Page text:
“Britain is already an established visitor destination and our tourism ranking is high. The goal this year was to maintain rankings in culture and heritage where we are strong, and improve in areas such as the warmth of our welcome where we had room for improvement. We intend to build on these encouraging results to ensure we turn that increased goodwill into visitors and deliver a growth in tourism that will deliver jobs across the country.”

Culture Secretary Maria Miller said: “The summer of 2012 put the UK firmly in the global spotlight, allowing us to shape international perceptions and show the best of Britain. These results are very encouraging, and show that the UK’s sporting and cultural credentials have significantly improved thanks to London 2012.  We are determined to deliver a lasting economic legacy for the whole country, boosting tourism and growth.”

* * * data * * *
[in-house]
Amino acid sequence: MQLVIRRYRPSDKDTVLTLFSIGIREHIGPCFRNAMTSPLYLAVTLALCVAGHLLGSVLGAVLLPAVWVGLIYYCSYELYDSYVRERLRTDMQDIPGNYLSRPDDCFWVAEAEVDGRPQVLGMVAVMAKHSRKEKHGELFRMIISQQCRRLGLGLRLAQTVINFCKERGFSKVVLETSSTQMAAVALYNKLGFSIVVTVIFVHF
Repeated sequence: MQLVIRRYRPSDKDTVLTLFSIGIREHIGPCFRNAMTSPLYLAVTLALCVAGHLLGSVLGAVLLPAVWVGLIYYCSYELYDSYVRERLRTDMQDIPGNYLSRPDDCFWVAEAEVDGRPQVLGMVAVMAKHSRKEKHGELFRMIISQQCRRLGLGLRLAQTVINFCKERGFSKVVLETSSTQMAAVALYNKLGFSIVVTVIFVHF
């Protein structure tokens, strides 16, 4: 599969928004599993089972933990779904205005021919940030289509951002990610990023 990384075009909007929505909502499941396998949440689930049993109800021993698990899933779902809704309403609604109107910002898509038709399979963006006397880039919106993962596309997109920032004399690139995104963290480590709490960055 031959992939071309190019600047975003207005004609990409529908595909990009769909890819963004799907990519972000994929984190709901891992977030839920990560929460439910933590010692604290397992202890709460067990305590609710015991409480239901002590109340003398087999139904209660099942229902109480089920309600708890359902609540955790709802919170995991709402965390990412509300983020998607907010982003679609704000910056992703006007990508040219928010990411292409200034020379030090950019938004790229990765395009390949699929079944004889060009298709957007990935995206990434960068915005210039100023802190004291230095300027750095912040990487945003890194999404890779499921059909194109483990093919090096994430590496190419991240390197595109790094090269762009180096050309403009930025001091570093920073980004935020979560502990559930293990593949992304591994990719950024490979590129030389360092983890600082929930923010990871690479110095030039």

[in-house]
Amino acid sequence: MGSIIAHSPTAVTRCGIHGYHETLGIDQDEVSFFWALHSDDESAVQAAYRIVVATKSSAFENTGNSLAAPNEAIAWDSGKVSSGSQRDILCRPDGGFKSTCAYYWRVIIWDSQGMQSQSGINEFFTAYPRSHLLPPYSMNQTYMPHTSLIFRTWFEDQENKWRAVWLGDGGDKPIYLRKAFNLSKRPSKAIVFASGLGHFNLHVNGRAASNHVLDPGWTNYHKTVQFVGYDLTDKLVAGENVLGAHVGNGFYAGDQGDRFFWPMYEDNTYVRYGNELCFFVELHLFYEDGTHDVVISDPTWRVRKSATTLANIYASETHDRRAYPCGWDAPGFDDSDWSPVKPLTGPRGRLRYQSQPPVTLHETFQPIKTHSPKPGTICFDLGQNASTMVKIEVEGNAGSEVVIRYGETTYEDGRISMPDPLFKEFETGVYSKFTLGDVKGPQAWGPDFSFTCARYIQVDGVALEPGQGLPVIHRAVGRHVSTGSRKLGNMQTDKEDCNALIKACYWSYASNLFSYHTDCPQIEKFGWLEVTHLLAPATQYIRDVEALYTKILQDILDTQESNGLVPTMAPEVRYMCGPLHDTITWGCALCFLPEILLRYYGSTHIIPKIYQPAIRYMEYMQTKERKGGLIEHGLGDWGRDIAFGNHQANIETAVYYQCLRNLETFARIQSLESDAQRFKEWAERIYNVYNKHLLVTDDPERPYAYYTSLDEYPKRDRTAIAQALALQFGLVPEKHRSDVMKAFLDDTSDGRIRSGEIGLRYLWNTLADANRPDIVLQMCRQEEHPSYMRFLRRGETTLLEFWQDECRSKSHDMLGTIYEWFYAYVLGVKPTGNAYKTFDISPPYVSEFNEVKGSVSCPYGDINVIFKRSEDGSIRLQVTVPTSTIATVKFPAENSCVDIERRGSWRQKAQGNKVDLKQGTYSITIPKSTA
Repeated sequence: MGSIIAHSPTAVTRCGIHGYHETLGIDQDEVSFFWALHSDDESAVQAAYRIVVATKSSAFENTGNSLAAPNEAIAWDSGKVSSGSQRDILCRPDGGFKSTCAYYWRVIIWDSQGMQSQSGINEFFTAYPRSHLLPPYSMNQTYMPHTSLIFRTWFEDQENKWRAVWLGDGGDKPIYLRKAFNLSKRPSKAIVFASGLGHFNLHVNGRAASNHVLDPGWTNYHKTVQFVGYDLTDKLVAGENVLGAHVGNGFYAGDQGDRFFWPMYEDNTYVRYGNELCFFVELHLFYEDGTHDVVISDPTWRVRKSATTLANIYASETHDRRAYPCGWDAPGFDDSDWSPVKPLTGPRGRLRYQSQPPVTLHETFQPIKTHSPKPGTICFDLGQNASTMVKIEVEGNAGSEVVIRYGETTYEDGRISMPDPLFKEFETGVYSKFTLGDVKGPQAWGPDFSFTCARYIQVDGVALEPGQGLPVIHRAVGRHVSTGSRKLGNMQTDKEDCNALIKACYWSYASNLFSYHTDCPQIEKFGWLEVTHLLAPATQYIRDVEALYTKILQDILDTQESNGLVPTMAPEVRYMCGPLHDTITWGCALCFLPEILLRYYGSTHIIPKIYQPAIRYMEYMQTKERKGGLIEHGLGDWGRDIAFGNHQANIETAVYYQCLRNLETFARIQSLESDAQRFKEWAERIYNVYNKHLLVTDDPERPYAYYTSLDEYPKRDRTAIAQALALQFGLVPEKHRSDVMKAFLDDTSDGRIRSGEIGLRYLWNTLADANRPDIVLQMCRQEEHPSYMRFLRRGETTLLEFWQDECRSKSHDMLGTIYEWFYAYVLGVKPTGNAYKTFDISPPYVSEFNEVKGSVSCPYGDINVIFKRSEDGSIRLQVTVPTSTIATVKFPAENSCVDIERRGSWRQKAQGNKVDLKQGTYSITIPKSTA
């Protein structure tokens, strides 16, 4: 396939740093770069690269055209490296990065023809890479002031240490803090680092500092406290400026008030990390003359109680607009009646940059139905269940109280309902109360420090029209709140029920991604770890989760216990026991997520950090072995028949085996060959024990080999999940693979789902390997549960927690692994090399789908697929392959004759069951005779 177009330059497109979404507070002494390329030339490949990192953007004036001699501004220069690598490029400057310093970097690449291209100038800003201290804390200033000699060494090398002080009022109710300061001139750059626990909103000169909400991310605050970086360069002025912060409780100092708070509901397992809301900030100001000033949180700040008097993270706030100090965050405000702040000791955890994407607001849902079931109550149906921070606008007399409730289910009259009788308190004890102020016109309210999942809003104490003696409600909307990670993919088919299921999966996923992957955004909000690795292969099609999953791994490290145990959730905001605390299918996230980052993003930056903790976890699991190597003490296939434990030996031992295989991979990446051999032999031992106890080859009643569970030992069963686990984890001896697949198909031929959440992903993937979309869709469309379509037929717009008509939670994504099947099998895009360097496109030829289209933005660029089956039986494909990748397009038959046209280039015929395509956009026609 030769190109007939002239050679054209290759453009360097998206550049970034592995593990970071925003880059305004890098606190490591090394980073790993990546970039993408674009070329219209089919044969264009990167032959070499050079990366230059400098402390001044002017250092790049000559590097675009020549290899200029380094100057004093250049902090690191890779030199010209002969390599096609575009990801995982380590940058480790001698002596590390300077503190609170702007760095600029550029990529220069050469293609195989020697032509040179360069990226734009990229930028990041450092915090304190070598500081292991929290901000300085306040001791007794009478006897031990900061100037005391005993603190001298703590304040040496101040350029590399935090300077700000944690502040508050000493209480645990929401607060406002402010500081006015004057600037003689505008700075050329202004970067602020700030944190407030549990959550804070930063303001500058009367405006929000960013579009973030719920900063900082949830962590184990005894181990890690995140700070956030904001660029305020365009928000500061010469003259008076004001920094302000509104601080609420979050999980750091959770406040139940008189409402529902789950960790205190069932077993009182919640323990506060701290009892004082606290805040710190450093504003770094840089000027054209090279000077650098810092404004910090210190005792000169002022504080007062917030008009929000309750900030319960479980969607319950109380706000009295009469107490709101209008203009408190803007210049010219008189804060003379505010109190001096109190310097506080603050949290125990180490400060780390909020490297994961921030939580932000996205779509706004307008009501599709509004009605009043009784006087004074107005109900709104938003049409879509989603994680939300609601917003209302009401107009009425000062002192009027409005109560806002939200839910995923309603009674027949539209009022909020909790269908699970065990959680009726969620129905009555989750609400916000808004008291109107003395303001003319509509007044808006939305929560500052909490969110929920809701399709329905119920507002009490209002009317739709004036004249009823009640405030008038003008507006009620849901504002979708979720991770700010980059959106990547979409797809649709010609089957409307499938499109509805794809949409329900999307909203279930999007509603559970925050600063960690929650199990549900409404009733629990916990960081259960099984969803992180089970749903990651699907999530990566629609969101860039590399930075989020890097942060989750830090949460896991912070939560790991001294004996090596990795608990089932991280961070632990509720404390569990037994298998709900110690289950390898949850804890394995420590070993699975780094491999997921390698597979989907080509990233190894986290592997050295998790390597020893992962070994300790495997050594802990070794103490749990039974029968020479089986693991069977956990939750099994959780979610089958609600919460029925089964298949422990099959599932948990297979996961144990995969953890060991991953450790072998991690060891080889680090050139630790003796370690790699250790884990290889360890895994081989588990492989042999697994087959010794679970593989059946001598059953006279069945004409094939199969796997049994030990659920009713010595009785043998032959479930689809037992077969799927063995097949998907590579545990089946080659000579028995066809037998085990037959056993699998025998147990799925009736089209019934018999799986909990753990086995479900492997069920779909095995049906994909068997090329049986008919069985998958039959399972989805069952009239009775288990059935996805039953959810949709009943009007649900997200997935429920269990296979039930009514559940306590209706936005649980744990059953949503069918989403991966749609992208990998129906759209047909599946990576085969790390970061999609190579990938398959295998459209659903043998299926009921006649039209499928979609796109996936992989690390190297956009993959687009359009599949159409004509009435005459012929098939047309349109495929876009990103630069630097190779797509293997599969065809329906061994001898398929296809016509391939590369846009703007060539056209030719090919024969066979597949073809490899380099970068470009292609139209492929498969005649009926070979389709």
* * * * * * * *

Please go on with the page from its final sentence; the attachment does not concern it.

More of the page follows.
To maximise the promotion of Britain overseas before, during and after the Games, VisitBritain together with UKTI, British Council and FCO mounted a major marketing campaign under the banner GREAT Britain. The campaign showcases the very best of Britain in a highly impactful campaign promoting culture, heritage, countryside and sport, and also education and business.

Notes to editors

* GREAT Partners include: VisitBritain; Cabinet Office, UKTI; FCO and British Council

** NBI research conducted by Anholt-GfK Roper. The post-Games NBI wave was undertaken in 15 countries: Australia, Brazil, Canada, China, France, Germany, Hong Kong, India, Japan, Mexico, Russia, South Korea, Turkey, UAE and USA. Respondents rated 50 nations on questions in six categories: Exports, Governance, Culture, People, Tourism and Immigration/Investment.